HIV vaccine in small doses over many days gives stronger immune response: Study

Washington: Researchers have identified a new HIV vaccine delivery strategy, which provides small doses over series of days leading to stronger immune response than when the same vaccine is given all at once.

A new study demonstrates that changing a vaccine’s delivery, not the vaccine itself, can have dramatic results on its success.

“If you change the way the immune system sees viral proteins, it really can make a dramatic difference,” said Shane Crotty, leader of the study published in the Journal of Cell.

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Researchers compared three vaccine dosage strategies to see if one might stand a better chance of prompting neutralizing antibody production.

They tested the strategies in rhesus monkeys, the best animal model for studying how the human immune system reacts to HIV.

Firstly, the team needed a window into the immune system. The researchers took advantage of a new technique, adapted recently, to repeatedly extract small samples of germinal center cells from the lymph nodes.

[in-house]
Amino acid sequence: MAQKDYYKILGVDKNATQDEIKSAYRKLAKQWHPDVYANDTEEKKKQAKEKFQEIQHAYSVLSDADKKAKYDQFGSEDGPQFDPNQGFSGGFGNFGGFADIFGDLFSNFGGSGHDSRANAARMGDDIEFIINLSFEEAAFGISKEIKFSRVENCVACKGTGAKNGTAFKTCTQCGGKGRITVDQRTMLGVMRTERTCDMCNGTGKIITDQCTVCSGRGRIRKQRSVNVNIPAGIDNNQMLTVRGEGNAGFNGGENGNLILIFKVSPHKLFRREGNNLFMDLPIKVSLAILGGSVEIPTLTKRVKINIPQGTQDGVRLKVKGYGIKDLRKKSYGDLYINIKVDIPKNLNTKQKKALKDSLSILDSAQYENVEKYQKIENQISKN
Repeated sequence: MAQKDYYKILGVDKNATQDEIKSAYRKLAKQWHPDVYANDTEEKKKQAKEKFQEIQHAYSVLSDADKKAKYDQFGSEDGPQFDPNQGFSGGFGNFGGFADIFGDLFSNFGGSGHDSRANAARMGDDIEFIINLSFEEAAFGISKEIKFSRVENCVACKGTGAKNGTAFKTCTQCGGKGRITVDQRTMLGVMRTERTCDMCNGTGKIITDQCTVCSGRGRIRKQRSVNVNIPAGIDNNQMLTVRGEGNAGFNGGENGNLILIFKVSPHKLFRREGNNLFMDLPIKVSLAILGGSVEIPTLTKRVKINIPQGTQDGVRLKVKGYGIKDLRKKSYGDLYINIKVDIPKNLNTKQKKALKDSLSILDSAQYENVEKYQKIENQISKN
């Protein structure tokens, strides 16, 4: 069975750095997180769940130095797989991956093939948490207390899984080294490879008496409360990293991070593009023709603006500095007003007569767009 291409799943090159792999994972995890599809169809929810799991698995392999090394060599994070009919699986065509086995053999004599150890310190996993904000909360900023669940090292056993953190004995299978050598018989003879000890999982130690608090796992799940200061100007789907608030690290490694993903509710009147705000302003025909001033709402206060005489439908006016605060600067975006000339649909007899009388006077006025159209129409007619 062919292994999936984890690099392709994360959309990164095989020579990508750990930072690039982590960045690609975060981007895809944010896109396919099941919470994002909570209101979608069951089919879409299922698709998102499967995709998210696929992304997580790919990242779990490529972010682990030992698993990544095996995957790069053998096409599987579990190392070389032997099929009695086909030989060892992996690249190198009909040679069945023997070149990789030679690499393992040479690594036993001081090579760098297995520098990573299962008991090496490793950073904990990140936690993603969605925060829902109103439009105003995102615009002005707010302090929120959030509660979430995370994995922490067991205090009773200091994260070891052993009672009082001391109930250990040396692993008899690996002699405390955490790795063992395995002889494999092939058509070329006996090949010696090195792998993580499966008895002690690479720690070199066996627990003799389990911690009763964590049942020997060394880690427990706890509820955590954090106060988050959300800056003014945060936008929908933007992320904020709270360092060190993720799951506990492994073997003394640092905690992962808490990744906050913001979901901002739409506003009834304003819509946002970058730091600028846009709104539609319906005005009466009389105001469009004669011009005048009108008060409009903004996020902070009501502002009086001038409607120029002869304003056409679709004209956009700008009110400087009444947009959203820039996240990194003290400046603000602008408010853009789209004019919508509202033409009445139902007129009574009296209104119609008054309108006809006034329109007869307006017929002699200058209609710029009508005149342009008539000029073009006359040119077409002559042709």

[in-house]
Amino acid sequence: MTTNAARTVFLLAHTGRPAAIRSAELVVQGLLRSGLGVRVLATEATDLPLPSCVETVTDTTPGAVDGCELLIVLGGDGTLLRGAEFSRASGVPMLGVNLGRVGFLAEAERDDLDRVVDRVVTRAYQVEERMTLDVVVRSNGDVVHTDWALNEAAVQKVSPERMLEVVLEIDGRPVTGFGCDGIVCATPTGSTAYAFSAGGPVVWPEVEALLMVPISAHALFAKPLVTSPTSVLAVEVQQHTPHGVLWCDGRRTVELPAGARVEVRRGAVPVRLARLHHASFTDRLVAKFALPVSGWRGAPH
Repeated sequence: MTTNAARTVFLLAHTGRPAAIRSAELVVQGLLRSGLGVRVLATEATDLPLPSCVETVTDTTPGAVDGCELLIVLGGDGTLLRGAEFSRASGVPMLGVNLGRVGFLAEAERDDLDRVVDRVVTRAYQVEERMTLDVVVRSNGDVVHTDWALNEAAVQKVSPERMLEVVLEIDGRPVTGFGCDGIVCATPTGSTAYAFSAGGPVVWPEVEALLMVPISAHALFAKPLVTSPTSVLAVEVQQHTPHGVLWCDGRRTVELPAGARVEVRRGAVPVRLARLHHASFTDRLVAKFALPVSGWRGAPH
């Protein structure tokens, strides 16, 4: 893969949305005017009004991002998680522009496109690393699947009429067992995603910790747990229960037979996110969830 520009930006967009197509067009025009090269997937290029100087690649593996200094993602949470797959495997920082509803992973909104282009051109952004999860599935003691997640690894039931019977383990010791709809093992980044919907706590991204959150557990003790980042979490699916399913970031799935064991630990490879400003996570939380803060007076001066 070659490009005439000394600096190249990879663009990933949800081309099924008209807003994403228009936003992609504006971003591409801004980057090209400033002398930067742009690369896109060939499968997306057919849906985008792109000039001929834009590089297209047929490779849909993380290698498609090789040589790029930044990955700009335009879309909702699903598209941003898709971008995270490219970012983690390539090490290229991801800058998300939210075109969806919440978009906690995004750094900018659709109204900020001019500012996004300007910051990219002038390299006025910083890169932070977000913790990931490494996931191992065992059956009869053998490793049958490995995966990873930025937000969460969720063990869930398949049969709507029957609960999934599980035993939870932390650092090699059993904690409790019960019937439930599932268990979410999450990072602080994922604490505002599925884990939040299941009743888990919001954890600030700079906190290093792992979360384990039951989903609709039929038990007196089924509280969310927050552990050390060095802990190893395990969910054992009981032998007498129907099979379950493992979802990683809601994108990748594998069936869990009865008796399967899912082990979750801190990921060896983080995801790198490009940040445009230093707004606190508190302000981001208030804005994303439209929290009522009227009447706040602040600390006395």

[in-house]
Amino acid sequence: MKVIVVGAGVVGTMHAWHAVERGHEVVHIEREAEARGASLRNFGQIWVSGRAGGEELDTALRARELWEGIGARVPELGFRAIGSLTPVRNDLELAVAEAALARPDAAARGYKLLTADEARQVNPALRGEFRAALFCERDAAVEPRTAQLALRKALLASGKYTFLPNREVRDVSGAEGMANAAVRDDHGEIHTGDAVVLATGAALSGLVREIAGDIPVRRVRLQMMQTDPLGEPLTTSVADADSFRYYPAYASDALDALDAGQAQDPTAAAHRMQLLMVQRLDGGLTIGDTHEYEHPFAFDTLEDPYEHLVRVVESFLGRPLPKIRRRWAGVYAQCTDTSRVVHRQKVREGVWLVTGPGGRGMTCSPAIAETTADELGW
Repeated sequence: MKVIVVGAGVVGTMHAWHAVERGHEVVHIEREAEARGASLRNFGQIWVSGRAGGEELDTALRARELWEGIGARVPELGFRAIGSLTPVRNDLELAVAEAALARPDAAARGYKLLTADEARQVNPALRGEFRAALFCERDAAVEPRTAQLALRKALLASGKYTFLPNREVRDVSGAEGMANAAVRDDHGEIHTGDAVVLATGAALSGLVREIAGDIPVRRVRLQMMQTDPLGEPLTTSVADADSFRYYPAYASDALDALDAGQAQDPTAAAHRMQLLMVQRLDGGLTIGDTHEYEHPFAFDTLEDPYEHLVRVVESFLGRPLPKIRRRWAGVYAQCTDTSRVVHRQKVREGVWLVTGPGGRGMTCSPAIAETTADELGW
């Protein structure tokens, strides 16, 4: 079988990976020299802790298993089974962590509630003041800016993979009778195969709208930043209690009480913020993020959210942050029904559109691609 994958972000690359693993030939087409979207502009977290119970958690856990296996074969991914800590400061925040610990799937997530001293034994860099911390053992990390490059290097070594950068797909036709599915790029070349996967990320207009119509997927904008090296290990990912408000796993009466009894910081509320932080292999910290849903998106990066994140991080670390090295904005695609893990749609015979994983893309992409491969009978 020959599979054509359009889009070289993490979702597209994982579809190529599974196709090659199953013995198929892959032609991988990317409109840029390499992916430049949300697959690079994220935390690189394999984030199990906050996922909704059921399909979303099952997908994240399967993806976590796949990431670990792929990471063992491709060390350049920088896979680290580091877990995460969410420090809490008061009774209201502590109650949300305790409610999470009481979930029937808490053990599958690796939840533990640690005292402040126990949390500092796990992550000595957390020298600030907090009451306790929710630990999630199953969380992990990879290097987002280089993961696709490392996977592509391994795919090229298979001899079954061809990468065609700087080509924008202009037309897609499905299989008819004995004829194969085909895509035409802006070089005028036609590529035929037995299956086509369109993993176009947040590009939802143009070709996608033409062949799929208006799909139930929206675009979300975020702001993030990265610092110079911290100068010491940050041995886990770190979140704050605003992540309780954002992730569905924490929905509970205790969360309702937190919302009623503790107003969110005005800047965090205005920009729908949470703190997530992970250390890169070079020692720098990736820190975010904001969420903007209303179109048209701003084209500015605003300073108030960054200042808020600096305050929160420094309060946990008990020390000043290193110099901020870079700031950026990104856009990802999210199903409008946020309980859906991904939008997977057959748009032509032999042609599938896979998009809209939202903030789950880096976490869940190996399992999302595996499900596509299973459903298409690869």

This enabled them to see antibody refinement occurring in real time while leaving the lymph nodes intact and able to keep improving the B cell response in the germinal center.

The researchers tested three immunization strategies: a traditional vaccine where the vaccine was delivered with one big shot; an ‘osmotic pump’ strategy, where an implant somewhat like a time-release drug pill slowly delivered the vaccine; and an escalating dose strategy, where the animals were given partial doses of the vaccine every-other-day for 12 days.

As researchers put, the traditional vaccine the experiment got interesting. To everyone’s surprise, the two slow release strategies led to not just more antibodies but better antibodies.

The slow release strategies appeared to keep more B cells activated for longer, giving them time to work with another cell and refine antibody strength and binding.

As time went on, these B cells actually began producing neutralizing antibodies that could bind to important parts of HIV’s structure.

“It was a beautiful thing to get to see what was happening in the lymph nodes over time,” said Crotty.
The next step in this research is to design delivery methods practical for clinical use around the world. The researchers believe methods like degradable capsules could be less cumbersome for patients than osmotic pumps or multiple vaccine doses.

“We might need to think more outside the box to develop vaccines against harder-to neutralize pathogens, including HIV,” concluded Kimberly Cirelli, first author of the study.


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